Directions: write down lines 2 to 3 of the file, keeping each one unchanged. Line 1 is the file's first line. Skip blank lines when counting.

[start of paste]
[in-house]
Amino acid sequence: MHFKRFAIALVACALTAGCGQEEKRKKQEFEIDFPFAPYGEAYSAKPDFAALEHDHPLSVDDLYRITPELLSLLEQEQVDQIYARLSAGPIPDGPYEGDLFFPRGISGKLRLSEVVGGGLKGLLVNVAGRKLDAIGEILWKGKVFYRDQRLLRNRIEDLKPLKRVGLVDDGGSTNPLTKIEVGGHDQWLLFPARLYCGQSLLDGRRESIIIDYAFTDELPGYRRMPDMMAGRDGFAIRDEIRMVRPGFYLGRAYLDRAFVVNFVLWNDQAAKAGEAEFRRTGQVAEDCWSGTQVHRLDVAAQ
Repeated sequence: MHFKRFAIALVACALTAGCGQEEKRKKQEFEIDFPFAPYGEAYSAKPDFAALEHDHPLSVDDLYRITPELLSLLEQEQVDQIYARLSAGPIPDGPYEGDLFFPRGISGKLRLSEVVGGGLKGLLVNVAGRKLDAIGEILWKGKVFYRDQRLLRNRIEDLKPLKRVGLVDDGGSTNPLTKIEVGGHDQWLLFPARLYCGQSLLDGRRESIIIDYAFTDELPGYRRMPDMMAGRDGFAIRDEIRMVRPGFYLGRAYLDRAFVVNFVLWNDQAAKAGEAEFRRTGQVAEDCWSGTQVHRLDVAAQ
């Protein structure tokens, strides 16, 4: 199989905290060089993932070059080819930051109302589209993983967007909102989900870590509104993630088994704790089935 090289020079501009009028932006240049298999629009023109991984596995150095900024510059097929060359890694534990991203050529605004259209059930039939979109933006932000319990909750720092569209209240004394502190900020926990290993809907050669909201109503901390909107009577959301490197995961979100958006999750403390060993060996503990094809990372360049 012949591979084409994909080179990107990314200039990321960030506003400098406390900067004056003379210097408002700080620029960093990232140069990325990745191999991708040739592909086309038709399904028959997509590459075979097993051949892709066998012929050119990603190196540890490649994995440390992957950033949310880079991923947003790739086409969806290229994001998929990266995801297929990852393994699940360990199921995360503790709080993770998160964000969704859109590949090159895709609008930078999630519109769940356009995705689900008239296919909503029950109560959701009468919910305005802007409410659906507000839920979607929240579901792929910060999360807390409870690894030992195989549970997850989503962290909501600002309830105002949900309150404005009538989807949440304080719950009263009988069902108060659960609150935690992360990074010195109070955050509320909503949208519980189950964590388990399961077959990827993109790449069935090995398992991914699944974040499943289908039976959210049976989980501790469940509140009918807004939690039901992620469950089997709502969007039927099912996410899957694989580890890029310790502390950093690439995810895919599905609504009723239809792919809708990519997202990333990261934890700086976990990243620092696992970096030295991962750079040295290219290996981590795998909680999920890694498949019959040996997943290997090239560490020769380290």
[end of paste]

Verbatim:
Amino acid sequence: MHFKRFAIALVACALTAGCGQEEKRKKQEFEIDFPFAPYGEAYSAKPDFAALEHDHPLSVDDLYRITPELLSLLEQEQVDQIYARLSAGPIPDGPYEGDLFFPRGISGKLRLSEVVGGGLKGLLVNVAGRKLDAIGEILWKGKVFYRDQRLLRNRIEDLKPLKRVGLVDDGGSTNPLTKIEVGGHDQWLLFPARLYCGQSLLDGRRESIIIDYAFTDELPGYRRMPDMMAGRDGFAIRDEIRMVRPGFYLGRAYLDRAFVVNFVLWNDQAAKAGEAEFRRTGQVAEDCWSGTQVHRLDVAAQ
Repeated sequence: MHFKRFAIALVACALTAGCGQEEKRKKQEFEIDFPFAPYGEAYSAKPDFAALEHDHPLSVDDLYRITPELLSLLEQEQVDQIYARLSAGPIPDGPYEGDLFFPRGISGKLRLSEVVGGGLKGLLVNVAGRKLDAIGEILWKGKVFYRDQRLLRNRIEDLKPLKRVGLVDDGGSTNPLTKIEVGGHDQWLLFPARLYCGQSLLDGRRESIIIDYAFTDELPGYRRMPDMMAGRDGFAIRDEIRMVRPGFYLGRAYLDRAFVVNFVLWNDQAAKAGEAEFRRTGQVAEDCWSGTQVHRLDVAAQ